His 2012 book, Under Solomon’s Throne: Uzbek Visions of Renewal in Osh (University of Pittsburgh Press), concerns how ethnic Uzbeks in the ancient Silk Road city of Osh, Kyrgyzstan think about political authority and post-Soviet transformations, based on research using vernacular language interviews and ethnographic fieldwork of urban social life from 1993 to 2011.
Morgan Y. Liu is a cultural anthropologist studying Islamic revival, post-socialist states, and social justice movements. An Associate Professor of Anthropology in the Department of Near Eastern Languages and Cultures, The Ohio State University, he teaches about the Middle East, Central Asia, Islamic revival and social justice, and cultural theory. He was a postdoctoral fellow at the Society of Fellows, Harvard University. His Ph.D. is from the University of Michigan in Anthropology
with Jeffery Werbock, Chairman of the Mugham Society of America
Jeffrey Werbock will present a program of instrumental solo improvisations based on traditional Azerbaijani mugham, played on oud – fretless wood face short neck lute; tar fretted skin face long neck lute; and kamancha- skin face spike fiddle.Mr. Werbock has been giving presentations for over three decades and has performed often at LincolnCenter, the Metropolitan Museum of Art, the American Museum of Natural History, World Music Institute,and presents lecture demonstrations at universities all over the English speaking world. He has been awarded an honorary degree by the National Music Conservatory of Azerbaijan, in Baku, and was recently sponsored by the Ministry of Culture of Azerbaijan to perform a solo concert.
A workshop held in conjunction with the exhibition “Nomads and Networks: The Ancient Art and Culture of Kazakhstan” currently at the Arthur M. Sackler Gallery in the Smithsonian Institution until December 2, 2012.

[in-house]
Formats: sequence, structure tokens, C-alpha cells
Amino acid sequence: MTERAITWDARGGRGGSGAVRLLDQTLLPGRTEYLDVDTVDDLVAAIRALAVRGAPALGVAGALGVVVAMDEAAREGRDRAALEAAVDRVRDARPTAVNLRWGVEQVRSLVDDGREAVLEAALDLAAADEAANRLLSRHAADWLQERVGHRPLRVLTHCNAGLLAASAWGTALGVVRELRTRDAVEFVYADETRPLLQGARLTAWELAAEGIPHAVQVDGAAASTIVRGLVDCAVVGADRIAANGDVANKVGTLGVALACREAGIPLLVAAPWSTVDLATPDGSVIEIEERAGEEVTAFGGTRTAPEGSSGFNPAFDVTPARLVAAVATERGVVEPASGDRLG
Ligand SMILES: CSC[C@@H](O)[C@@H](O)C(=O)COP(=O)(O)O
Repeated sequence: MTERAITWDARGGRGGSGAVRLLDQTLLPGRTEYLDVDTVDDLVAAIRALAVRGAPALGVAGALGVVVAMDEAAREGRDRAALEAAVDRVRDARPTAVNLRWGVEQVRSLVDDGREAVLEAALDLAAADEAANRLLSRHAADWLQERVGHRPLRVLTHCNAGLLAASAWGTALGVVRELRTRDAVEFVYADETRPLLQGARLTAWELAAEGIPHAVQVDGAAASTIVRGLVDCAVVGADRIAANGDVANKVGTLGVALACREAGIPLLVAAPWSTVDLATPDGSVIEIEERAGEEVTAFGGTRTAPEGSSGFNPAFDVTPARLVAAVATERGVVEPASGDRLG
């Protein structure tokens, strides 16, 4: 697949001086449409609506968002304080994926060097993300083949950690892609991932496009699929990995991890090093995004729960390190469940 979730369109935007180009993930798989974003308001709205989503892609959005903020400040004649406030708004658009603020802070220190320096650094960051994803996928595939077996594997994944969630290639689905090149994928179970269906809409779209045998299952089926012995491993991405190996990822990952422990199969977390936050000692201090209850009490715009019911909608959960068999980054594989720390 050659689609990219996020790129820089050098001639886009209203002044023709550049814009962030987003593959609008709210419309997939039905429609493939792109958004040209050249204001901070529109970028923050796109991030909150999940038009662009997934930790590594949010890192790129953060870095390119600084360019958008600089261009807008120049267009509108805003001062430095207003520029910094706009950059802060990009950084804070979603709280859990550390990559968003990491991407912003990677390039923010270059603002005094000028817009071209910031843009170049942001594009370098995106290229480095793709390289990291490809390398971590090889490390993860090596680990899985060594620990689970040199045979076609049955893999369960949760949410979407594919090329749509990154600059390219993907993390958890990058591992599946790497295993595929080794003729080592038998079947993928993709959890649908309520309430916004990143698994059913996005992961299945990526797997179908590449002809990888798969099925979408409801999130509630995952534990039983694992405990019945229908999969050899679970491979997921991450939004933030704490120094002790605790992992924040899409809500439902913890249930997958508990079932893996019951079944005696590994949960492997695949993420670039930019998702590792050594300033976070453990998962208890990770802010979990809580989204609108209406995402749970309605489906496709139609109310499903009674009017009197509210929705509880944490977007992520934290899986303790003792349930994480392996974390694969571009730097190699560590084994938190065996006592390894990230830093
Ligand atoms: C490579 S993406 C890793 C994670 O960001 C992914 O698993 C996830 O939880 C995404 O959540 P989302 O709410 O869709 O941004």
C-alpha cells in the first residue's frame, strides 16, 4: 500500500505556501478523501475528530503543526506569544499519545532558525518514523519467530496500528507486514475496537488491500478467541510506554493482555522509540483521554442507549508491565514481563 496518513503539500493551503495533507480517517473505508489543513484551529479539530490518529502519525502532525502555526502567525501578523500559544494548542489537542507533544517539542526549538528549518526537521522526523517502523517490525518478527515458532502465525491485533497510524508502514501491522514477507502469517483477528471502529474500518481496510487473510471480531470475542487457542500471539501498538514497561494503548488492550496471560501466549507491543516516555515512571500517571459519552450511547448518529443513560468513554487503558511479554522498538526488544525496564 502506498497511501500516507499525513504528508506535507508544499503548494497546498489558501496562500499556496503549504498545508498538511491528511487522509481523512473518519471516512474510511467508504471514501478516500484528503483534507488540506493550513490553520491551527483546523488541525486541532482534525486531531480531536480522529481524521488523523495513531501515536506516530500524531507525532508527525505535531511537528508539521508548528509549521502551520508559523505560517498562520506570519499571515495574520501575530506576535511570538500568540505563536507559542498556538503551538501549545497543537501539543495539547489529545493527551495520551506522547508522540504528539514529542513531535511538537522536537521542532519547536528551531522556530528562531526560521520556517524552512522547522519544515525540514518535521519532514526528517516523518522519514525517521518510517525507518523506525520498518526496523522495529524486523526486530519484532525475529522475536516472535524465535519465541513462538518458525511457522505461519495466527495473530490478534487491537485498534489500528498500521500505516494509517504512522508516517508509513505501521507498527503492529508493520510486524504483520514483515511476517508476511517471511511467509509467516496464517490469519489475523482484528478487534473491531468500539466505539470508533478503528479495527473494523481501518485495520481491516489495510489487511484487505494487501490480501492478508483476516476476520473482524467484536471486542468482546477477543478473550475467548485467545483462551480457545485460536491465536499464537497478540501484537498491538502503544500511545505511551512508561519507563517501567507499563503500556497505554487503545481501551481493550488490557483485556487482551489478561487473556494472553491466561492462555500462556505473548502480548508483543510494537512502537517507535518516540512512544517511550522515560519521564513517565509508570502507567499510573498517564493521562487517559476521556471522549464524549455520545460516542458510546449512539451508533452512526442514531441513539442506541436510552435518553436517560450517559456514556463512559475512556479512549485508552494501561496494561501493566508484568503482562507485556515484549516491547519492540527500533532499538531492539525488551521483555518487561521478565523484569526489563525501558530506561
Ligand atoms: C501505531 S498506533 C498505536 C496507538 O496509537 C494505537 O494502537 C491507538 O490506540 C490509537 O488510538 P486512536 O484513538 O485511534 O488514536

Nomadism has been a key aspect of culture in the Eurasian space, especially on the Kazakh steppes, throughout the centuries. The Russian colonization and the Soviet Union drastically transformed the Kazakh society in the 19th and 20th century. Since independence in 1991, the legacy of nomadism has been rehabilitated by the political authorities in their nation building schemes.
The society has also participated in reconstructing symbols of the nomadic past: they have become objects of memory and research, but also objects of artistic inspiration, and commercial branding. This workshop invites a team of experts to discuss the contemporary use of the concept of nomadism from various angles.
with Umut Korkut, Glasgow Caledonia University
Since the outbreak of the global financial crisis, the Hungarian right engaged in a collective soul searching on what formulates Hungarian identity. Dr. Korkut’s paper elaborates on the discourses of the Hungarian conservative and radical right-wing political and intellectual coalitions that Hungarians in terms of their language, culture, and identity fit better with Eurasia imagined as a geographic and a geopolitical entity.
Dr. Umut Korkut is a Reader in Politics at Glasgow School for Business and Society at Glasgow Caledonian University. He was been admitted to the degree of Doctor of Philosophy with magna cum laude at the Central European University in Budapest in 2004. He was awarded the “Doçent” title by the Turkish High Education Authority in 2009. His current research focus is broadly social policy, liberalization, religion and gender rights, migration, democratization and Europeanization in Central and Eastern Europe and Turkey. He will be a visiting fellow at Slavic and Russian Studies Centre at University of Hokkaido from June to September 2015.[/vc_column_text][vc_button title=”Please RSVP” target=”_self” color=”btn-warning” icon=”none” size=”btn-large” href=”http://go.gwu.edu/Korkut” el_class=”align-center”][/vc_column][/vc_row]